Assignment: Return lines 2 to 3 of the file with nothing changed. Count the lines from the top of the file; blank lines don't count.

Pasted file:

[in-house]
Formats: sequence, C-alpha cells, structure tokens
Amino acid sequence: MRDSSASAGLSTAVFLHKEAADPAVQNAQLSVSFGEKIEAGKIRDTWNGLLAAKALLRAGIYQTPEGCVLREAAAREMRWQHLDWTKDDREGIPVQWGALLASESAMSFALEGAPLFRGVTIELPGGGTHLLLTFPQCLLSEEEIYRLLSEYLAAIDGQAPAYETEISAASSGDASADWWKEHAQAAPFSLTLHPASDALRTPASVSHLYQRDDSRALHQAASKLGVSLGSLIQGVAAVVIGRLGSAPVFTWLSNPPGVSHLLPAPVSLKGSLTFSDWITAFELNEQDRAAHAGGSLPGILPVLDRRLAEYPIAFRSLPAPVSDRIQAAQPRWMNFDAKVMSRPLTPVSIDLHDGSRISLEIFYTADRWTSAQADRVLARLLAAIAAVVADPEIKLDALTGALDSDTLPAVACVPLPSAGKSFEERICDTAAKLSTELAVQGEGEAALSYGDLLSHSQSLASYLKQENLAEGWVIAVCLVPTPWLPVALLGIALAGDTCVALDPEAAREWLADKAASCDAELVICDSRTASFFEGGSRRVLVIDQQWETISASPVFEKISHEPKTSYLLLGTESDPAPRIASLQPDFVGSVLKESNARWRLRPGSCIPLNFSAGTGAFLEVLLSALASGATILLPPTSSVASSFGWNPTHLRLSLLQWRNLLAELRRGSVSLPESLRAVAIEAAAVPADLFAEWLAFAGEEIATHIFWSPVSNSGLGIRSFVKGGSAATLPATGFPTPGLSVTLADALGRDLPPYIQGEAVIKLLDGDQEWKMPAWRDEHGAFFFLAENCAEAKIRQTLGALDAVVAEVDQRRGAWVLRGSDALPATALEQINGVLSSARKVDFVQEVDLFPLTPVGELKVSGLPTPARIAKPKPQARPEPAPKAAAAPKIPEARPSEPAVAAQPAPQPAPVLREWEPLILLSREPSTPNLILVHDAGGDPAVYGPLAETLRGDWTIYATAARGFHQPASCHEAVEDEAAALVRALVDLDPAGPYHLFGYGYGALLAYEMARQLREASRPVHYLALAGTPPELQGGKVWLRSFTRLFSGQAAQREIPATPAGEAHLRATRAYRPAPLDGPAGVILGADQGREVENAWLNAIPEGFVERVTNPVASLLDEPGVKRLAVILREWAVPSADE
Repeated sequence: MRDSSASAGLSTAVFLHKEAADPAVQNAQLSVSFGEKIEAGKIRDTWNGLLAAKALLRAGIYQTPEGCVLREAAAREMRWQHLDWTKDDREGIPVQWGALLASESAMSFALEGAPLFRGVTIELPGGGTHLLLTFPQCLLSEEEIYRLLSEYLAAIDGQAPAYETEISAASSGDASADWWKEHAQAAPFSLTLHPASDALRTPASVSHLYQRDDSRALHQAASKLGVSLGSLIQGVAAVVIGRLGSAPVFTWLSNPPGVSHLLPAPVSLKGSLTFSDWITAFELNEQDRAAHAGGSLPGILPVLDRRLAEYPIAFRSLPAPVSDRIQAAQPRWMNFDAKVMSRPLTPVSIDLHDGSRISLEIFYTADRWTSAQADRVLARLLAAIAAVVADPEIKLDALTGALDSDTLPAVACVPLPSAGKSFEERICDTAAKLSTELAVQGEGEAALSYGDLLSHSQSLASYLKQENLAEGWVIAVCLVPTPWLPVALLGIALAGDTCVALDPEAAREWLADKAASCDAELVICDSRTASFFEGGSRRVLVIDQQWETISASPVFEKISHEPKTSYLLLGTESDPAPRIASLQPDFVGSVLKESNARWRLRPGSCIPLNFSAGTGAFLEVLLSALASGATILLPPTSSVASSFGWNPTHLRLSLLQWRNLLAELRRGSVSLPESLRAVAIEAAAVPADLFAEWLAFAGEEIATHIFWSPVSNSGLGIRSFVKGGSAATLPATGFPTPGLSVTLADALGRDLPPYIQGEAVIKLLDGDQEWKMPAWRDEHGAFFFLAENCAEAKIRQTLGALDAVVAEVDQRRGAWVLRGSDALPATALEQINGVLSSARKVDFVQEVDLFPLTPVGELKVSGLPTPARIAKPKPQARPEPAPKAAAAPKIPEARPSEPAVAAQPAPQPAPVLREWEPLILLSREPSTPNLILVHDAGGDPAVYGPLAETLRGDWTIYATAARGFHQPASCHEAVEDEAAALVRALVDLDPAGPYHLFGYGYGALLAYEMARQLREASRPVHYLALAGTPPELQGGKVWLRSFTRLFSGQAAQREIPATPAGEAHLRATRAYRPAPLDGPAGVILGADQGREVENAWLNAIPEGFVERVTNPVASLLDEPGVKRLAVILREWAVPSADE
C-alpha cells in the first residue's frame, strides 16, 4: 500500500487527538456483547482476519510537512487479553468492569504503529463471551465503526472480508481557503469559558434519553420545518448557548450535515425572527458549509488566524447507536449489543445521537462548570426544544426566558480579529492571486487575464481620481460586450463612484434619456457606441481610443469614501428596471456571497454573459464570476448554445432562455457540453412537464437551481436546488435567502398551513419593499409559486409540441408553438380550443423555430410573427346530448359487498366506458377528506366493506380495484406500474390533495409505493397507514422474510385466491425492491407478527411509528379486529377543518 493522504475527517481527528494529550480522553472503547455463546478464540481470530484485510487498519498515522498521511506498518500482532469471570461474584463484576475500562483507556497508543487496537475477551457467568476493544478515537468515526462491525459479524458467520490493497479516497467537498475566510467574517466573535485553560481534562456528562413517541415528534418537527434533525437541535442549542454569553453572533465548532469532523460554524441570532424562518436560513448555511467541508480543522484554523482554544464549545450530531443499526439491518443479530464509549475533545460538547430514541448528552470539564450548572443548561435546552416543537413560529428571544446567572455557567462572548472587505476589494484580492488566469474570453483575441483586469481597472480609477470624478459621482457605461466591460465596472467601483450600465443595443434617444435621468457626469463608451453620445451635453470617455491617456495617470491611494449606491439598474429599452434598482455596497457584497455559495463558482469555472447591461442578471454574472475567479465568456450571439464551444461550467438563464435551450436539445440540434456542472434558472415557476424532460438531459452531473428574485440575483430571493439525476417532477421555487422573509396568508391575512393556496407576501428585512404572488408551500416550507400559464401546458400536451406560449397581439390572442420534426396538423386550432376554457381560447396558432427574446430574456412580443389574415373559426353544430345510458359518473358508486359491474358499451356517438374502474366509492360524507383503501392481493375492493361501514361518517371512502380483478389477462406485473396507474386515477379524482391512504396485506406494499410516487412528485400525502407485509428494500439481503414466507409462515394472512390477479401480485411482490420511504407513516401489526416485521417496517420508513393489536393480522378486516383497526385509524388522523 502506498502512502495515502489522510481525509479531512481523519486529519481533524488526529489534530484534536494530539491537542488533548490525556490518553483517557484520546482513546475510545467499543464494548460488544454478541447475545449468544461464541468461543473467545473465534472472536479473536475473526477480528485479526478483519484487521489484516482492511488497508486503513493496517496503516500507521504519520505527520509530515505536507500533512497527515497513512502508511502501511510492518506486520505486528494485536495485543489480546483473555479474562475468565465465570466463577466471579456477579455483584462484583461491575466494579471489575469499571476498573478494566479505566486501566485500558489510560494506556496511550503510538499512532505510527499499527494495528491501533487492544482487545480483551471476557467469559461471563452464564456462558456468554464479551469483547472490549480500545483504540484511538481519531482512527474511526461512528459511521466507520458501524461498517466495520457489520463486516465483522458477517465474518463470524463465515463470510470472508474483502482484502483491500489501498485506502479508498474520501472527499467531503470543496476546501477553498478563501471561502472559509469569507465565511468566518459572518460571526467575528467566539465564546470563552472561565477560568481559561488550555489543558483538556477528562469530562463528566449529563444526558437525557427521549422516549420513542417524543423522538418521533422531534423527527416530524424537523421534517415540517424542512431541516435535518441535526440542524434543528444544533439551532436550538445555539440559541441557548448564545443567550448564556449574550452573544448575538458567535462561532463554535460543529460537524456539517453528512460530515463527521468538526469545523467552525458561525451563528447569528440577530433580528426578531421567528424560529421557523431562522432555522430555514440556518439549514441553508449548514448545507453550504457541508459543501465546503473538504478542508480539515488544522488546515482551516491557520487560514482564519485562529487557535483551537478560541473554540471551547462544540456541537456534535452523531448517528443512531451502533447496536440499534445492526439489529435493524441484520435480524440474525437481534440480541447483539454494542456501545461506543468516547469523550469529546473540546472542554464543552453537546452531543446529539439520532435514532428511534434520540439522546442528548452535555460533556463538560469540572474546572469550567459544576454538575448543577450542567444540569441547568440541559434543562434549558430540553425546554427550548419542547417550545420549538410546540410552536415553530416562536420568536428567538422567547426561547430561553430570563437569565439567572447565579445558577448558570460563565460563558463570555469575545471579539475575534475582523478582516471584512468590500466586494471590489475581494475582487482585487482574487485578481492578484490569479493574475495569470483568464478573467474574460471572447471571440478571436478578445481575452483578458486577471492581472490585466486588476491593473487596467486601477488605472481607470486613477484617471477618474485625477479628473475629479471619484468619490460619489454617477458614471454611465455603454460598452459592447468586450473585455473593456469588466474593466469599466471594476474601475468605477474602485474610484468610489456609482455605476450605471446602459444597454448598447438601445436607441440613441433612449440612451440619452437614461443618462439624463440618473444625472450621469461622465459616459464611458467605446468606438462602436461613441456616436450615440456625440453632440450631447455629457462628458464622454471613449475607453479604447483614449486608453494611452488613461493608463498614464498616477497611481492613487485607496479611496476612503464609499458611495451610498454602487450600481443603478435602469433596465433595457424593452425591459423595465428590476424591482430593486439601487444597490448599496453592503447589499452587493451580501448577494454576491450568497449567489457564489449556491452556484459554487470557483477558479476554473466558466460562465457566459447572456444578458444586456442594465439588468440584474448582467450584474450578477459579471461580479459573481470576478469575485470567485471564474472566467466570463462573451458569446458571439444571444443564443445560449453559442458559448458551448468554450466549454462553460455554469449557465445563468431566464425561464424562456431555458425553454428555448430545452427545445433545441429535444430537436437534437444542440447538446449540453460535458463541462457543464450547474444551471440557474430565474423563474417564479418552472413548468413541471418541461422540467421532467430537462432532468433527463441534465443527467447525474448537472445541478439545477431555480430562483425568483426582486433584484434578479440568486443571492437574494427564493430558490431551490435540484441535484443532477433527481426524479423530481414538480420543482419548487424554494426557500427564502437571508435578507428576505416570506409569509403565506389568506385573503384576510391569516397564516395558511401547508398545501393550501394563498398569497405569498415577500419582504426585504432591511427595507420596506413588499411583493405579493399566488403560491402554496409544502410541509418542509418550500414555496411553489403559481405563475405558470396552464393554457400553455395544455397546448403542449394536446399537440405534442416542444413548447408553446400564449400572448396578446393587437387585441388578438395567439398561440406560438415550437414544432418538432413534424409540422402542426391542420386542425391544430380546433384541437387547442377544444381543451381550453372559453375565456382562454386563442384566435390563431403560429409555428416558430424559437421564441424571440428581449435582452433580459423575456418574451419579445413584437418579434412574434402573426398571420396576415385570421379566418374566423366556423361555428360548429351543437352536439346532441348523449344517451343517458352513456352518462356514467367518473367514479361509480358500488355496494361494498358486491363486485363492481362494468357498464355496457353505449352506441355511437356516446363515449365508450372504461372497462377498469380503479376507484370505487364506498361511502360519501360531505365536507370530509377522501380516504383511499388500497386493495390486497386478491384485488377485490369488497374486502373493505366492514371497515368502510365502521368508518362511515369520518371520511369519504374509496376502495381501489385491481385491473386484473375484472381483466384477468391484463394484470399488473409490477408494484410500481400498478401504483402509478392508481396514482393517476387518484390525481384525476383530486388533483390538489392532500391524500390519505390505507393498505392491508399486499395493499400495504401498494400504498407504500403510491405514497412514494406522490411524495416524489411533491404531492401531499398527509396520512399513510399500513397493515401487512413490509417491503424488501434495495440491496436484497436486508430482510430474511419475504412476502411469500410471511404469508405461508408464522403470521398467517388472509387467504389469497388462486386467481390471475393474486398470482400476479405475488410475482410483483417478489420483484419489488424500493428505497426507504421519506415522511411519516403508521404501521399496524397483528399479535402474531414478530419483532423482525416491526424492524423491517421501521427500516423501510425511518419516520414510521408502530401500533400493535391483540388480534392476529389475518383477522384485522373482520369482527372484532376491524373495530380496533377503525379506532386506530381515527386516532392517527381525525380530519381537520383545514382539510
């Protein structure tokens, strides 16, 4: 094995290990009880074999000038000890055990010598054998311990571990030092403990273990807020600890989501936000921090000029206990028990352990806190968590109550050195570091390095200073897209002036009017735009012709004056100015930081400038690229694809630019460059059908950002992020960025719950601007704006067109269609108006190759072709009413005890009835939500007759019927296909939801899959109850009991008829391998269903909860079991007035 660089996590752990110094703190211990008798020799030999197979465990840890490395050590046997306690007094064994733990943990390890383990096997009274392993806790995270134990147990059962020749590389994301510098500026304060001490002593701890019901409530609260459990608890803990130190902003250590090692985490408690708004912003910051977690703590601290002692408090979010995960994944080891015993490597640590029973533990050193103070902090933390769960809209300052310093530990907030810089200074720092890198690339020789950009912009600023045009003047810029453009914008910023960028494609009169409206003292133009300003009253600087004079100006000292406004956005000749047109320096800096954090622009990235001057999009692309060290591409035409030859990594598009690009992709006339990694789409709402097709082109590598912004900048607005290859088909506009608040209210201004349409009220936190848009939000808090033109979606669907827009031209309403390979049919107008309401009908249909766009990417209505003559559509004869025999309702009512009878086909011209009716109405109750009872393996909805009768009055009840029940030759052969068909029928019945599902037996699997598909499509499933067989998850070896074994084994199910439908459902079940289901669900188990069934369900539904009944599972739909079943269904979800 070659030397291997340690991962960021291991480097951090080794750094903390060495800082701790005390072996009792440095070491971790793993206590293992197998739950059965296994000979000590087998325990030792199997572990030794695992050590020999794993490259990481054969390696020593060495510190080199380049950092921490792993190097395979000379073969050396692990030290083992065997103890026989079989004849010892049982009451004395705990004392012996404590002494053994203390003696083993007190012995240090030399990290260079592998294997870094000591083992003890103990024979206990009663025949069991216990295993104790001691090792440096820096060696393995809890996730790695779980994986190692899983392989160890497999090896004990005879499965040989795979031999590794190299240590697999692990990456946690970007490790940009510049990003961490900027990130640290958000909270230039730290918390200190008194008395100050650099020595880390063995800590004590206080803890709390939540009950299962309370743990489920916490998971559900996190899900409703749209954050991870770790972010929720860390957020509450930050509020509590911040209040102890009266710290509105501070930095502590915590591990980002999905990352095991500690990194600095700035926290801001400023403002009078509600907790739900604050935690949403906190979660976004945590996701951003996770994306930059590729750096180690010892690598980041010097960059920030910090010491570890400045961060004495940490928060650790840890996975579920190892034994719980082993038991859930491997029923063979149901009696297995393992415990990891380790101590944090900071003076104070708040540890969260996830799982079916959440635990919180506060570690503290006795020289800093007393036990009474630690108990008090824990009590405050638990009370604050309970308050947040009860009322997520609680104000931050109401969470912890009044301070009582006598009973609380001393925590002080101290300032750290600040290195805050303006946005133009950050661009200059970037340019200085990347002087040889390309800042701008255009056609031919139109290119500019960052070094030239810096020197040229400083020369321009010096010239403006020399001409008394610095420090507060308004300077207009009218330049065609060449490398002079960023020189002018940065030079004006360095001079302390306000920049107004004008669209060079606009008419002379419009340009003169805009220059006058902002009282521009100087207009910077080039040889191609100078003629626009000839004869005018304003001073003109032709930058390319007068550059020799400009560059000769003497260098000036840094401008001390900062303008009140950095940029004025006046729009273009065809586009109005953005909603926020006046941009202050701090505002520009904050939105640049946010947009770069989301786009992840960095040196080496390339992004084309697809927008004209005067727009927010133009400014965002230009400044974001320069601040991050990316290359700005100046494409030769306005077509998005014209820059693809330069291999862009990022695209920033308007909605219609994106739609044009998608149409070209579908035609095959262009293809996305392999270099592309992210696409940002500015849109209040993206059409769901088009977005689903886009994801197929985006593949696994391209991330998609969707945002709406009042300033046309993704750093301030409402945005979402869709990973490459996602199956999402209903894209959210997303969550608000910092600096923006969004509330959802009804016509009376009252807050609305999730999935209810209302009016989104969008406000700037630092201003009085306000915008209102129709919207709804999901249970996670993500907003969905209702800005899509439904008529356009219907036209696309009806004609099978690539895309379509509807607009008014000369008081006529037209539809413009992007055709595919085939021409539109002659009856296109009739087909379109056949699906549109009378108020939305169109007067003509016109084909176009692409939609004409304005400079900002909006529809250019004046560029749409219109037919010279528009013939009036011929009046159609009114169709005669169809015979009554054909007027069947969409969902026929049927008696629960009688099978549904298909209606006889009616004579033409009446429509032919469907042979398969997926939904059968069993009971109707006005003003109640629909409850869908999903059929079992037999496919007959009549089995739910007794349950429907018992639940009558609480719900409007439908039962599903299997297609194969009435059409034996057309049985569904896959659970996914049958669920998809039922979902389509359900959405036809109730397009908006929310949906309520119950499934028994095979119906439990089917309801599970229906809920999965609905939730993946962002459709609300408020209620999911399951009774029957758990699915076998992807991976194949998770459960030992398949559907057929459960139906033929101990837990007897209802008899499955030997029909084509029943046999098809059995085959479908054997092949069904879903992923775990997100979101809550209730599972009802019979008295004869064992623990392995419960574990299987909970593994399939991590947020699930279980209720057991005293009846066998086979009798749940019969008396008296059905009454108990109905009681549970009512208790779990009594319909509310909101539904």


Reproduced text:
Formats: sequence, C-alpha cells, structure tokens
Amino acid sequence: MRDSSASAGLSTAVFLHKEAADPAVQNAQLSVSFGEKIEAGKIRDTWNGLLAAKALLRAGIYQTPEGCVLREAAAREMRWQHLDWTKDDREGIPVQWGALLASESAMSFALEGAPLFRGVTIELPGGGTHLLLTFPQCLLSEEEIYRLLSEYLAAIDGQAPAYETEISAASSGDASADWWKEHAQAAPFSLTLHPASDALRTPASVSHLYQRDDSRALHQAASKLGVSLGSLIQGVAAVVIGRLGSAPVFTWLSNPPGVSHLLPAPVSLKGSLTFSDWITAFELNEQDRAAHAGGSLPGILPVLDRRLAEYPIAFRSLPAPVSDRIQAAQPRWMNFDAKVMSRPLTPVSIDLHDGSRISLEIFYTADRWTSAQADRVLARLLAAIAAVVADPEIKLDALTGALDSDTLPAVACVPLPSAGKSFEERICDTAAKLSTELAVQGEGEAALSYGDLLSHSQSLASYLKQENLAEGWVIAVCLVPTPWLPVALLGIALAGDTCVALDPEAAREWLADKAASCDAELVICDSRTASFFEGGSRRVLVIDQQWETISASPVFEKISHEPKTSYLLLGTESDPAPRIASLQPDFVGSVLKESNARWRLRPGSCIPLNFSAGTGAFLEVLLSALASGATILLPPTSSVASSFGWNPTHLRLSLLQWRNLLAELRRGSVSLPESLRAVAIEAAAVPADLFAEWLAFAGEEIATHIFWSPVSNSGLGIRSFVKGGSAATLPATGFPTPGLSVTLADALGRDLPPYIQGEAVIKLLDGDQEWKMPAWRDEHGAFFFLAENCAEAKIRQTLGALDAVVAEVDQRRGAWVLRGSDALPATALEQINGVLSSARKVDFVQEVDLFPLTPVGELKVSGLPTPARIAKPKPQARPEPAPKAAAAPKIPEARPSEPAVAAQPAPQPAPVLREWEPLILLSREPSTPNLILVHDAGGDPAVYGPLAETLRGDWTIYATAARGFHQPASCHEAVEDEAAALVRALVDLDPAGPYHLFGYGYGALLAYEMARQLREASRPVHYLALAGTPPELQGGKVWLRSFTRLFSGQAAQREIPATPAGEAHLRATRAYRPAPLDGPAGVILGADQGREVENAWLNAIPEGFVERVTNPVASLLDEPGVKRLAVILREWAVPSADE